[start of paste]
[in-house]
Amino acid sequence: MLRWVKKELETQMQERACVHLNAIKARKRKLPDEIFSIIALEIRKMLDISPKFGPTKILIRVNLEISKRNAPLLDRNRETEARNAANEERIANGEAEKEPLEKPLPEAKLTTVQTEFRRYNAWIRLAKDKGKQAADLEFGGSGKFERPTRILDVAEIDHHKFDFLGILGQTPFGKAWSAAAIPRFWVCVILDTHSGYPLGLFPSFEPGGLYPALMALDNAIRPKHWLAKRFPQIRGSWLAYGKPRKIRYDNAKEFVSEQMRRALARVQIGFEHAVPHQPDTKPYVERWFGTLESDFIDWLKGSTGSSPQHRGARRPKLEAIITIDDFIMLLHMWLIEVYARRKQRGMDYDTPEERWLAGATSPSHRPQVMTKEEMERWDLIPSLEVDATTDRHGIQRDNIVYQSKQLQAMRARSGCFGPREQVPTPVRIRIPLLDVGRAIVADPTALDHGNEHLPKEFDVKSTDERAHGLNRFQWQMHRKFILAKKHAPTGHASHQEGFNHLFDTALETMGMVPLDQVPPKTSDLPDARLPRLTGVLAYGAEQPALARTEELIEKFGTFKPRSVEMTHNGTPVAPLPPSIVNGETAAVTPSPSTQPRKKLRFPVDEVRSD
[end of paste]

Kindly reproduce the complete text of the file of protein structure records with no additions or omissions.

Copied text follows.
[in-house]
Amino acid sequence: MLRWVKKELETQMQERACVHLNAIKARKRKLPDEIFSIIALEIRKMLDISPKFGPTKILIRVNLEISKRNAPLLDRNRETEARNAANEERIANGEAEKEPLEKPLPEAKLTTVQTEFRRYNAWIRLAKDKGKQAADLEFGGSGKFERPTRILDVAEIDHHKFDFLGILGQTPFGKAWSAAAIPRFWVCVILDTHSGYPLGLFPSFEPGGLYPALMALDNAIRPKHWLAKRFPQIRGSWLAYGKPRKIRYDNAKEFVSEQMRRALARVQIGFEHAVPHQPDTKPYVERWFGTLESDFIDWLKGSTGSSPQHRGARRPKLEAIITIDDFIMLLHMWLIEVYARRKQRGMDYDTPEERWLAGATSPSHRPQVMTKEEMERWDLIPSLEVDATTDRHGIQRDNIVYQSKQLQAMRARSGCFGPREQVPTPVRIRIPLLDVGRAIVADPTALDHGNEHLPKEFDVKSTDERAHGLNRFQWQMHRKFILAKKHAPTGHASHQEGFNHLFDTALETMGMVPLDQVPPKTSDLPDARLPRLTGVLAYGAEQPALARTEELIEKFGTFKPRSVEMTHNGTPVAPLPPSIVNGETAAVTPSPSTQPRKKLRFPVDEVRSD